The problem: The Department of Transportation maintains in excess of 40 programs that capture either safety data or crucial related information, such as measures of exposure. But a recent data quality review requested by Congress suggests that quality improvements can be made that will better serve the DOT mission.
What we need: The first step in improving our data programs will be a data quality audit. The Bureau of Transportation Statistics intends to perform a full quality audit of 29 data programs. This audit will be done in two stages: the first stage will identify broad quality issues for each program, and the second stage will produce a detailed report describing problems and potential remedies.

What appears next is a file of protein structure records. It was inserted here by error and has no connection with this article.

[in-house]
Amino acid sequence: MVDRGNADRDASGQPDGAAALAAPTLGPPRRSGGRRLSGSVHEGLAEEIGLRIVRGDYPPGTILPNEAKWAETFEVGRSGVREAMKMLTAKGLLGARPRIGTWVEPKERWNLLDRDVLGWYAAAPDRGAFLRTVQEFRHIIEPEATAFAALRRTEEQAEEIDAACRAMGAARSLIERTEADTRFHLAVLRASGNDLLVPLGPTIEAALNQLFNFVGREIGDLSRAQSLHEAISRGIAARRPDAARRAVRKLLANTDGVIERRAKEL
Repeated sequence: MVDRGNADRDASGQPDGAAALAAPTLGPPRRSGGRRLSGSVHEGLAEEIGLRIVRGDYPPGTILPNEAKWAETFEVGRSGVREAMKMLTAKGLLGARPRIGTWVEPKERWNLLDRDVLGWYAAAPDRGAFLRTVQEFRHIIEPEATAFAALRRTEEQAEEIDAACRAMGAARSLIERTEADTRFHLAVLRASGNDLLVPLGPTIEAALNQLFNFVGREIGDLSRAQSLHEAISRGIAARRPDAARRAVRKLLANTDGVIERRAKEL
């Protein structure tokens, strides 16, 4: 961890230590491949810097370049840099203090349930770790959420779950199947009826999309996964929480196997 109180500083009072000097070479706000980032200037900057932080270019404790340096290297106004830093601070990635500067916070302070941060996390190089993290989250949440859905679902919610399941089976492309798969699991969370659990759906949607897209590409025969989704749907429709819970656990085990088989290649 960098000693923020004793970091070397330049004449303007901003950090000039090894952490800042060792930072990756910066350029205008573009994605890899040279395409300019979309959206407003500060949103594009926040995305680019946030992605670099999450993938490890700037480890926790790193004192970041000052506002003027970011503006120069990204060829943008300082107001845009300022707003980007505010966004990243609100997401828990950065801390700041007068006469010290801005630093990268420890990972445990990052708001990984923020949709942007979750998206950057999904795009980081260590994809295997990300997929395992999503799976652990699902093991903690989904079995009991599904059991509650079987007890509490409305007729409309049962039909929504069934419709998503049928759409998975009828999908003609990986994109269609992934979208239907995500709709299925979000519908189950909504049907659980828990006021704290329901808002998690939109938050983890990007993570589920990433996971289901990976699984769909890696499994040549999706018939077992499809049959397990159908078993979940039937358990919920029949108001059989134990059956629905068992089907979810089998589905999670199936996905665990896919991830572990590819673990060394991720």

Following this initial assessment of major data-collections systems, areas for possible process improvement activities will be identified, working closely with the modal data-collection organizations and data suppliers. Process improvements will then be developed and implemented. There will be periodic review of data collection to keep the processes flexible and up-to-date and to ensure quality.
Benefits: Unless we have reliable and accurate data, we will be basing program decisions on a misguided understanding of the transportation system and its operating environment. With improved data, DOT's safety programs will become not only more effective, but more cost-effective as well. As DOT more accurately focuses its inspection, education, regulatory, investment, and research efforts, both the numbers of fatalities and injuries and the costs for prevention will decline.